I hope you learned something from this list, and will try to avoid these 5 Data Management and Software Quality Management mistakes on your next projects. If you need help with Data Management or Software Quality Management, please contact me for a free 15-min consultation.

Maira holds a Bsc in Computer Science, 2 software quality certifications and over 16 years of experience in the Software Industry. Her open-mindedness and adaptability have allowed her to thrive in a multidisciplinary career that includes Software Development, Quality Assurance and Project Management. She has taken senior and consultant roles at Fortune 20 companies (IBM and HP), as well as medium and small businesses. She has spent the last 5 years helping clients manage and develop software for Data Migration, Data Integration, Data Quality and Data Consistency. She is a Product Data Lake Ambassador & Technology Integrator through her startup Product Data Lake Technologies.

The Real Reason Why Your Business Needs a PIM Tool

Today’s guest blog post is the second one from Dan O’Connor, a United States based product data taxonomy guru. Here are Dan’s thoughts on why you should have a Product Information Management (PIM) tool:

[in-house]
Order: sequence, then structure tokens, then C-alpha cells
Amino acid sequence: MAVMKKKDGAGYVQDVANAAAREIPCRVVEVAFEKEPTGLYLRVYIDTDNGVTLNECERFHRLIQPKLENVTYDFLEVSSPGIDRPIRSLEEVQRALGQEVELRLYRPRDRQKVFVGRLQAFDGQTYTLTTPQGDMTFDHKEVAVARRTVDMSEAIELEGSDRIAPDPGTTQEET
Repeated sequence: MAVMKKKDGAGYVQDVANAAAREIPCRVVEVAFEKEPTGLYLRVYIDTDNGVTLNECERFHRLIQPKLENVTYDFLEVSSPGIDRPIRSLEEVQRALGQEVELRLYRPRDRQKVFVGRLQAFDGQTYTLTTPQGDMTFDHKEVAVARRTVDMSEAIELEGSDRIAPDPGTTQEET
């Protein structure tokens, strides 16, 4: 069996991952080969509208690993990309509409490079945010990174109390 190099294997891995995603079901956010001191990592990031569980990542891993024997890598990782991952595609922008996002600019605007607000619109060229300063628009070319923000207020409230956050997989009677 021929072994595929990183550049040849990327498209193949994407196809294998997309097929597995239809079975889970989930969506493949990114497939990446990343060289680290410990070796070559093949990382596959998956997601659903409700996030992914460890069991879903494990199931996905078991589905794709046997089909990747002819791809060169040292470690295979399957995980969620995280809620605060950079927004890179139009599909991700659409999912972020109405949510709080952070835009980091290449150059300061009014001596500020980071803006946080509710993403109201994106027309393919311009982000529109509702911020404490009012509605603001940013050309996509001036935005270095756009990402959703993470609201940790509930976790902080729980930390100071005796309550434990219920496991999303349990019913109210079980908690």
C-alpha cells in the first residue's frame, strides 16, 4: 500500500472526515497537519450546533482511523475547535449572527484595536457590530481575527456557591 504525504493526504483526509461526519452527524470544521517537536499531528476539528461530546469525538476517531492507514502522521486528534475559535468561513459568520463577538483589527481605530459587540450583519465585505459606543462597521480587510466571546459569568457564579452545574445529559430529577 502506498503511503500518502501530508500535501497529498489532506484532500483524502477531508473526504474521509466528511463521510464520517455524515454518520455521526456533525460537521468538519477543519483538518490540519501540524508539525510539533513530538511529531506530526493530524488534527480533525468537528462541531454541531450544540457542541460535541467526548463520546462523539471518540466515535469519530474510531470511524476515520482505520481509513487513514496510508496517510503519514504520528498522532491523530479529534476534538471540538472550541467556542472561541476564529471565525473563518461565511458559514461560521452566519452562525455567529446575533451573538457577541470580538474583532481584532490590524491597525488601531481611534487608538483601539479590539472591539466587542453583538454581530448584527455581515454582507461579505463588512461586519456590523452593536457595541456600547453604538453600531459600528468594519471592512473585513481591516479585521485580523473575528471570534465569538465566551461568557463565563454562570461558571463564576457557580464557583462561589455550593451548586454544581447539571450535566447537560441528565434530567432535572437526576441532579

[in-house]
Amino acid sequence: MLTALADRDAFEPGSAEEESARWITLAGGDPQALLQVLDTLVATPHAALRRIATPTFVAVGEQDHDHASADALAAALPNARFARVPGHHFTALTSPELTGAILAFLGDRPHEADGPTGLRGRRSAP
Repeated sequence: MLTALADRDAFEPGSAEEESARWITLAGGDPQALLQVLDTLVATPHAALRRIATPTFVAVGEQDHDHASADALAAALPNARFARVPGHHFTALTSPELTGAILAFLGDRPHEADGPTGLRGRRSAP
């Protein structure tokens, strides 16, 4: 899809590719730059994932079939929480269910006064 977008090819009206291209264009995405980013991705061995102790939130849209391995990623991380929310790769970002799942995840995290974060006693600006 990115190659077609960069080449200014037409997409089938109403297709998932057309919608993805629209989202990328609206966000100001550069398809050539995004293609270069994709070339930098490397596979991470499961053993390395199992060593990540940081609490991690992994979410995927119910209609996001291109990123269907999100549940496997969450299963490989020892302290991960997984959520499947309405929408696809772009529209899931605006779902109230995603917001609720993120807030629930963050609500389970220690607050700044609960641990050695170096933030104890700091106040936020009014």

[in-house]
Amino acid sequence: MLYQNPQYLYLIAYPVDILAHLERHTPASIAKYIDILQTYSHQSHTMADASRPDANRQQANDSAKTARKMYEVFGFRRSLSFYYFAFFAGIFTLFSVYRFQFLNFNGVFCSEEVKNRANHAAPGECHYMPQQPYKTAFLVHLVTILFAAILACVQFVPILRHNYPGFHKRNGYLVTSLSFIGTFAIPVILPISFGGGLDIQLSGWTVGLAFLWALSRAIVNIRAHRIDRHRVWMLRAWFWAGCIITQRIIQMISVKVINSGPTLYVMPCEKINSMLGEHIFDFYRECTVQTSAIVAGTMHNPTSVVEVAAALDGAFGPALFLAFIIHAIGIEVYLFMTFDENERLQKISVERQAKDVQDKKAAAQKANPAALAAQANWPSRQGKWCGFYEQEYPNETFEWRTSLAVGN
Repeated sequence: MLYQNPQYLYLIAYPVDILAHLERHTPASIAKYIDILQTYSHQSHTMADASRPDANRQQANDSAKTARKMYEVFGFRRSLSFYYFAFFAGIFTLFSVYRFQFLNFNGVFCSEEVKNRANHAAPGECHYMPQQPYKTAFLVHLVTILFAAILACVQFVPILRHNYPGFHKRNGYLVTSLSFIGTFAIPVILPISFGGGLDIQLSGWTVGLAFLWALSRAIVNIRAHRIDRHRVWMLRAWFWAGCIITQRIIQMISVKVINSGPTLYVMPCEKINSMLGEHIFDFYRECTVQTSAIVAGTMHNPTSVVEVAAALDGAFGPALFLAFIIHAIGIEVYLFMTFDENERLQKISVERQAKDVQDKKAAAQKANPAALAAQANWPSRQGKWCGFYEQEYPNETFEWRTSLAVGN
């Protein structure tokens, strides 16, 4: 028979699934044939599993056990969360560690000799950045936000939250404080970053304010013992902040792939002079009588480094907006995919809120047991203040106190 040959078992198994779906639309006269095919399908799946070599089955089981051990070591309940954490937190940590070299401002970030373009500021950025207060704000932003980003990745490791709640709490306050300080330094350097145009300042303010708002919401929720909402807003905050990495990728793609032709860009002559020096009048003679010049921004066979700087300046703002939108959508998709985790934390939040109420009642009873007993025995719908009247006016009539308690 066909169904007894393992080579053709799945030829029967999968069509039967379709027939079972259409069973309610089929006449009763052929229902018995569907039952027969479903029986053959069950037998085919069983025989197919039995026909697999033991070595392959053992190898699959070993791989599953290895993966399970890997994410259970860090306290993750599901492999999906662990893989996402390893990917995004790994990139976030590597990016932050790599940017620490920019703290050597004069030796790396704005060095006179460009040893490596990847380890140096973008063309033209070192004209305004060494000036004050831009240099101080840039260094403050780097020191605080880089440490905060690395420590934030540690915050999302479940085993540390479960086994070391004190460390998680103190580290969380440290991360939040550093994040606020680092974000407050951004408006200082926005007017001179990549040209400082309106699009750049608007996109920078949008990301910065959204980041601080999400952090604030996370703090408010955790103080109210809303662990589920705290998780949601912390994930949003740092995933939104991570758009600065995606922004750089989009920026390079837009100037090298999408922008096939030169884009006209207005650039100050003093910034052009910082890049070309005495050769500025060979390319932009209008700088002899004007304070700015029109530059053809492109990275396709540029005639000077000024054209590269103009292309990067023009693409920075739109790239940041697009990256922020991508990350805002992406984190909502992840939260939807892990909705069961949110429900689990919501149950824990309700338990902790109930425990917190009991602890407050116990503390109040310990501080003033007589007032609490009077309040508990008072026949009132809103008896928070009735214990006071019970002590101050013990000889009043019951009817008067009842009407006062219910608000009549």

Over the past year I have moved from a position of watching a Product Information Management tool, or PIM, being installed, to working for a PIM vendor, to working through the process of installing a PIM tool from the client side. In the same way that I justified buying a sports car to my wife based on the utilitarian value of having 350 horsepower at my disposal, I’ve seen many different justifications for installing a PIM tool. From “Micro Moments” to “collaborative data collection” and “syndication”, terms are tossed around that attempt to add to the value of a PIM installation.

The simple truth is there is only one reason you need a PIM tool. Every justification is solving a symptom of a data problem in a business, not the core problem. Every good management executive knowns that solving symptoms is a rabbit hole that can cost time and money at an incredible rate, so understanding what the core problem that requires a PIM in your business is vital to your business growth.

PIM messageControlling your Messaging

That core problem your business needs to solve is product messaging. Simply put, without a central hub for your data your business has a lack of control over how your product messaging is spread both internally and externally.  If you are still working in spread sheets or collecting data multiple times for a single product for different channels you have lost most of your product messaging structure.

PIM is a tool that solves that problem, and the symptomology that comes with it. Does your business spend too much time assembling data to meet downstream partner needs? You have a product messaging problem. Is your business’ ability to ingest data limited by spread sheets transferred over network folders or email? You have a product messaging problem.